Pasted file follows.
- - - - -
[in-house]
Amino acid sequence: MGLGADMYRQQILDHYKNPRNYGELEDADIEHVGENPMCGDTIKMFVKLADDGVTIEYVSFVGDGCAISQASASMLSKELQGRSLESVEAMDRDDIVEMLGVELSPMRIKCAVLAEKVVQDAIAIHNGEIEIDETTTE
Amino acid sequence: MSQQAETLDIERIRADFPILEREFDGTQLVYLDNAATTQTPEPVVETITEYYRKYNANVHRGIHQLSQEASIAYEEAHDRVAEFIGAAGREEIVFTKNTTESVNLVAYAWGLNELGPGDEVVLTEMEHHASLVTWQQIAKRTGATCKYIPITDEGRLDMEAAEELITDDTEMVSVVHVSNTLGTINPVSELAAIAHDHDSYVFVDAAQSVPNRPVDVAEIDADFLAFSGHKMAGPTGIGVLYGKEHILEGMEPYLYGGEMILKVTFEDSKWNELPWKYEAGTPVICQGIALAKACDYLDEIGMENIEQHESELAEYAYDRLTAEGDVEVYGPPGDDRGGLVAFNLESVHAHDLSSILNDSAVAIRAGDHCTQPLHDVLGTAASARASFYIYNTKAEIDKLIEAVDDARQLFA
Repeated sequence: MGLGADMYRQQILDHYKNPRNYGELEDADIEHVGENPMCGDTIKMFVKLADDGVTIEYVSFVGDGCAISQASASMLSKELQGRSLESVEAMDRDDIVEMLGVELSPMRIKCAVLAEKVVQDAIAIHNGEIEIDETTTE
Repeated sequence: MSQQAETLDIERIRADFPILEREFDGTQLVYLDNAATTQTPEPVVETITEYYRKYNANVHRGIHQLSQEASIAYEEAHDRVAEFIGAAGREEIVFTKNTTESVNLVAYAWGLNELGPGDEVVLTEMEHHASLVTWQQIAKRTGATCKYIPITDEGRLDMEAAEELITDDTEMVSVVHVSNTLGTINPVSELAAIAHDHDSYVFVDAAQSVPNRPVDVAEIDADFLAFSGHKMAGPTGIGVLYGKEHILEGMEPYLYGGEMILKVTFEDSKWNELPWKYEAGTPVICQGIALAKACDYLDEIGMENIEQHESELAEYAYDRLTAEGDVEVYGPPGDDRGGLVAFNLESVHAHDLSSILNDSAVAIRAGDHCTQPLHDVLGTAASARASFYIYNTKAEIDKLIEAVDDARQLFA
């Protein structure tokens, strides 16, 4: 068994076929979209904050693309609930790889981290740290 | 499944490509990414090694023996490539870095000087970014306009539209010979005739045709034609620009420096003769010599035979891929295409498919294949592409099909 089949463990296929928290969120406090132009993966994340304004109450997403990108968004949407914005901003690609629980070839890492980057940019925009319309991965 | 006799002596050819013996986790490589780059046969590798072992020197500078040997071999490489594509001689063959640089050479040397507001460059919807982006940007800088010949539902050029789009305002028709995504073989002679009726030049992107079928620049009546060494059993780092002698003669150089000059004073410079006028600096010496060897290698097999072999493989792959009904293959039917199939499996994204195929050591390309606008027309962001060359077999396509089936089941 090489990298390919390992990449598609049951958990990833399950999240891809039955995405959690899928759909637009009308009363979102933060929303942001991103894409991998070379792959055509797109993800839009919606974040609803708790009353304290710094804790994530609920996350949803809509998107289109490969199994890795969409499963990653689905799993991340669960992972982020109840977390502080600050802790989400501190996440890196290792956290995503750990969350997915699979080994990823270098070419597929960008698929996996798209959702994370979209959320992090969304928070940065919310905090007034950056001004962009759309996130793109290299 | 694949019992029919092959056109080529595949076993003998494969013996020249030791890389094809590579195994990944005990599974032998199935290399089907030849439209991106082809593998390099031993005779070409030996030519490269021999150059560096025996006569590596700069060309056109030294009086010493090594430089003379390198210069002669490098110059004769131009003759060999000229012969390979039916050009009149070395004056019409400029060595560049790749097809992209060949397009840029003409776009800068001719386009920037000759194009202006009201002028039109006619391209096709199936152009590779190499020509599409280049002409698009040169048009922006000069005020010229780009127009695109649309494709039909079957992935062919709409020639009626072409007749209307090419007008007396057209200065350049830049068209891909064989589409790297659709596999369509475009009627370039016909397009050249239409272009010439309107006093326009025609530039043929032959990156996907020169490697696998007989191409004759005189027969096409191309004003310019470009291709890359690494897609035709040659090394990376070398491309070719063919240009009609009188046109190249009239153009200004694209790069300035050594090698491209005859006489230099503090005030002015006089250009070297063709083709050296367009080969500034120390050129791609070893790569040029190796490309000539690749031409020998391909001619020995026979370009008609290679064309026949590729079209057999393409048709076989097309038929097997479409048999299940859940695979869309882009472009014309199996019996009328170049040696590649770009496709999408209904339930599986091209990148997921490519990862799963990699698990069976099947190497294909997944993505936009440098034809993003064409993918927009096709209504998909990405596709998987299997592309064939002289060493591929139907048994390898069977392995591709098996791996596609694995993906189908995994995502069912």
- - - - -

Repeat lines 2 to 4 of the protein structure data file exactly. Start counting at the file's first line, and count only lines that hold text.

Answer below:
Amino acid sequence: MGLGADMYRQQILDHYKNPRNYGELEDADIEHVGENPMCGDTIKMFVKLADDGVTIEYVSFVGDGCAISQASASMLSKELQGRSLESVEAMDRDDIVEMLGVELSPMRIKCAVLAEKVVQDAIAIHNGEIEIDETTTE
Amino acid sequence: MSQQAETLDIERIRADFPILEREFDGTQLVYLDNAATTQTPEPVVETITEYYRKYNANVHRGIHQLSQEASIAYEEAHDRVAEFIGAAGREEIVFTKNTTESVNLVAYAWGLNELGPGDEVVLTEMEHHASLVTWQQIAKRTGATCKYIPITDEGRLDMEAAEELITDDTEMVSVVHVSNTLGTINPVSELAAIAHDHDSYVFVDAAQSVPNRPVDVAEIDADFLAFSGHKMAGPTGIGVLYGKEHILEGMEPYLYGGEMILKVTFEDSKWNELPWKYEAGTPVICQGIALAKACDYLDEIGMENIEQHESELAEYAYDRLTAEGDVEVYGPPGDDRGGLVAFNLESVHAHDLSSILNDSAVAIRAGDHCTQPLHDVLGTAASARASFYIYNTKAEIDKLIEAVDDARQLFA
Repeated sequence: MGLGADMYRQQILDHYKNPRNYGELEDADIEHVGENPMCGDTIKMFVKLADDGVTIEYVSFVGDGCAISQASASMLSKELQGRSLESVEAMDRDDIVEMLGVELSPMRIKCAVLAEKVVQDAIAIHNGEIEIDETTTE